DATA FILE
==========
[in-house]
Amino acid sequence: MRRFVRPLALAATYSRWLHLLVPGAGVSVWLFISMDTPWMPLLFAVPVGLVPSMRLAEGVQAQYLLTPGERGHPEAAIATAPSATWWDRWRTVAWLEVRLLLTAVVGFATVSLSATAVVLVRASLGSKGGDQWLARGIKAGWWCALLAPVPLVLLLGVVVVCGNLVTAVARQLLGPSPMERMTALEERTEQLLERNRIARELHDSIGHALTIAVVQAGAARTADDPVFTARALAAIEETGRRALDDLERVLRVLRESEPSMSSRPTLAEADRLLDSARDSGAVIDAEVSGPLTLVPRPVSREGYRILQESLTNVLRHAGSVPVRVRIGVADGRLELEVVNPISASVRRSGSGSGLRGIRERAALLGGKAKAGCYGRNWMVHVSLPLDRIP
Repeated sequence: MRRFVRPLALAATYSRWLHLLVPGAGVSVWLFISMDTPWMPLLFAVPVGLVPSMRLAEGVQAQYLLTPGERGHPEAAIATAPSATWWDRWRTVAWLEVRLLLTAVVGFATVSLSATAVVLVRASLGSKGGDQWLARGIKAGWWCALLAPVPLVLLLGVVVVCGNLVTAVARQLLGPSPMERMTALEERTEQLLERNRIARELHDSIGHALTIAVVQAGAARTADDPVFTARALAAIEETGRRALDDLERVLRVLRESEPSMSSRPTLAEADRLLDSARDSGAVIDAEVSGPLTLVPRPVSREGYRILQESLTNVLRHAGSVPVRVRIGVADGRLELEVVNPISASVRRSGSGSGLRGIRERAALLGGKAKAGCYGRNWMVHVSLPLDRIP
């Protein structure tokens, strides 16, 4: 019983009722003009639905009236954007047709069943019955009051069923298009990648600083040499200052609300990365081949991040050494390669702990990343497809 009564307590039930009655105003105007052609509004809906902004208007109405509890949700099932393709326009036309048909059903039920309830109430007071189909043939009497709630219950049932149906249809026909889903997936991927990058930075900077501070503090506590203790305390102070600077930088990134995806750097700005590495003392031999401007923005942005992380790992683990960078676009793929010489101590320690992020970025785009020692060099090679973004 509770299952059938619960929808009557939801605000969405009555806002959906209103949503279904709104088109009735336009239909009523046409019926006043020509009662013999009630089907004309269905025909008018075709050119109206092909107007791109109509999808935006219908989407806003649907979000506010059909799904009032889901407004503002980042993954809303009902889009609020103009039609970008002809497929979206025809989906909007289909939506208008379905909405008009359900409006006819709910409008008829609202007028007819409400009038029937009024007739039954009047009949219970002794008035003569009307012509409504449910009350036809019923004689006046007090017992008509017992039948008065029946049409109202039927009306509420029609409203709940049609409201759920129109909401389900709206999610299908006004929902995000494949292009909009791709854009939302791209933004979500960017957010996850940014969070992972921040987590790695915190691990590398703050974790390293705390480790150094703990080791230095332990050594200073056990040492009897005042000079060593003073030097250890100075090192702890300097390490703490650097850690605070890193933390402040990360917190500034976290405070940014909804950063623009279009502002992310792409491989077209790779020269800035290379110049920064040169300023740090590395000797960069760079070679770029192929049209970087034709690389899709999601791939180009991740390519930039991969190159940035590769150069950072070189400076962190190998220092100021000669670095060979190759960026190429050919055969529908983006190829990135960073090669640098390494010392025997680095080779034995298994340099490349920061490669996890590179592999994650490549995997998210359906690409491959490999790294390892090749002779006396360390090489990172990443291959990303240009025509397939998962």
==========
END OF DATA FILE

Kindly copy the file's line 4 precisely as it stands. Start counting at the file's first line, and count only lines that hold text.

């Protein structure tokens, strides 16, 4: 019983009722003009639905009236954007047709069943019955009051069923298009990648600083040499200052609300990365081949991040050494390669702990990343497809 009564307590039930009655105003105007052609509004809906902004208007109405509890949700099932393709326009036309048909059903039920309830109430007071189909043939009497709630219950049932149906249809026909889903997936991927990058930075900077501070503090506590203790305390102070600077930088990134995806750097700005590495003392031999401007923005942005992380790992683990960078676009793929010489101590320690992020970025785009020692060099090679973004 509770299952059938619960929808009557939801605000969405009555806002959906209103949503279904709104088109009735336009239909009523046409019926006043020509009662013999009630089907004309269905025909008018075709050119109206092909107007791109109509999808935006219908989407806003649907979000506010059909799904009032889901407004503002980042993954809303009902889009609020103009039609970008002809497929979206025809989906909007289909939506208008379905909405008009359900409006006819709910409008008829609202007028007819409400009038029937009024007739039954009047009949219970002794008035003569009307012509409504449910009350036809019923004689006046007090017992008509017992039948008065029946049409109202039927009306509420029609409203709940049609409201759920129109909401389900709206999610299908006004929902995000494949292009909009791709854009939302791209933004979500960017957010996850940014969070992972921040987590790695915190691990590398703050974790390293705390480790150094703990080791230095332990050594200073056990040492009897005042000079060593003073030097250890100075090192702890300097390490703490650097850690605070890193933390402040990360917190500034976290405070940014909804950063623009279009502002992310792409491989077209790779020269800035290379110049920064040169300023740090590395000797960069760079070679770029192929049209970087034709690389899709999601791939180009991740390519930039991969190159940035590769150069950072070189400076962190190998220092100021000669670095060979190759960026190429050919055969529908983006190829990135960073090669640098390494010392025997680095080779034995298994340099490349920061490669996890590179592999994650490549995997998210359906690409491959490999790294390892090749002779006396360390090489990172990443291959990303240009025509397939998962």